It is critical for any company to have the ability to mitigate cyber risks and potential cyberattacks as a top priority. To be successful, this effort necessitates accurate information on cyber risk. Your security posture can be measured and improved with this information.
But on what evidence can you put your faith? Analyse the most critical cyber risk data points your company should be collecting, as well as how you can use that data to support your business case.
Automated and externally observable data is the best. Through external analysis, you can obtain an objective and comprehensive view of your security program. When you have access to this data, you will have a better understanding of your overall security performance, which will allow you to take corrective action. Humans can slow down and miss out on potential threats if they aren’t automated out of the equation.
However, there are also tangible business advantages to be gained. The bottom line of your company can be directly impacted by two types of cyber risk data:
For the average CEO or CFO, the term “cybersecurity” can have a hazy connotation. Even though they are aware that data breaches can cost their companies millions of dollars and damage their reputations, it can be difficult for them to estimate the financial impact on their companies’ balance sheets.
Instead of bragging about the number of attempted intrusions your firewall has thwarted in the last year, they’re more interested in knowing:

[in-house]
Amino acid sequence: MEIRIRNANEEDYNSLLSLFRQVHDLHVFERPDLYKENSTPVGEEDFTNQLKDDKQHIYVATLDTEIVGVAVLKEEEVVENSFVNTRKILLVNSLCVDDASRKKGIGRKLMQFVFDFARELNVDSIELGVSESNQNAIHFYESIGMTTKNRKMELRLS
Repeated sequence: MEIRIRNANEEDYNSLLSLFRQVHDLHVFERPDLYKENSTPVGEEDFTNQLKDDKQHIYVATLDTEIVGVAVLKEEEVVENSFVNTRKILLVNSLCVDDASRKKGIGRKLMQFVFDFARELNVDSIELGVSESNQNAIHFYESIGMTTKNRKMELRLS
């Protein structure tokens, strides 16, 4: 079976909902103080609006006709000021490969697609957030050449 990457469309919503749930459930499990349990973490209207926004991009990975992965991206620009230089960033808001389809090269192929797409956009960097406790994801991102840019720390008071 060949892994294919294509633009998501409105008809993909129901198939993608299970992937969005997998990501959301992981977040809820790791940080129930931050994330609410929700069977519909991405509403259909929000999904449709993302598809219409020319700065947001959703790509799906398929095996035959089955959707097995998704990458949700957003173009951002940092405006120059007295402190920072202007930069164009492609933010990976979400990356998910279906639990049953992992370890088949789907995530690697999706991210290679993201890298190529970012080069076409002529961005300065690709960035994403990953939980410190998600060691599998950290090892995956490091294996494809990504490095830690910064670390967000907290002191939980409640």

What are the financial ramifications of our current risk-taking behaviour?
As a result, you should correlate the threat of cybercrime with the associated financial risk. Will a security breach cost us any money at all? How much will it cost to fix the hole once it’s been found? How much money will you need to ensure that we don’t have to bear the financial burden of this?
The C-attention suites can be grabbed once you’ve quantified the financial risk of cybersecurity. As soon as you’ve gained that attention, how do you effectively communicate? and justify how you’re protecting your organization from threats such as ransomware and supply chain attacks?
Again, the technology that keeps intruders at bay will not be of interest to business leaders. More than anything, they’ll want to know if their company’s security posture is “good,” “bad,” or “somewhere in the middle” when compared to their competitors.
If you want to maintain the support of those in positions of authority, you must communicate your performance in plain language, free of technical jargon. Security Rating is a simple and straightforward metric for accomplishing this. Ratings assign a numerical value to your company’s security profile, with a higher number denoting better protection.
By using context—such as previous performance, industry benchmarks, or other measurements—security ratings can help you better understand your current situation and identify areas for growth. When it comes time to allocate resources and funds, they can help managers make informed decisions about how to best support your organization’s risk profile.
The management of cyber risk must always be aligned with the objectives of the company. Automated data collection, monitoring, and analysis of cyber risk are the most effective methods for making sure this happens. Your management team and board of directors can use this information to develop actionable recommendations and make a compelling case for additional resources for strengthening your company’s security posture.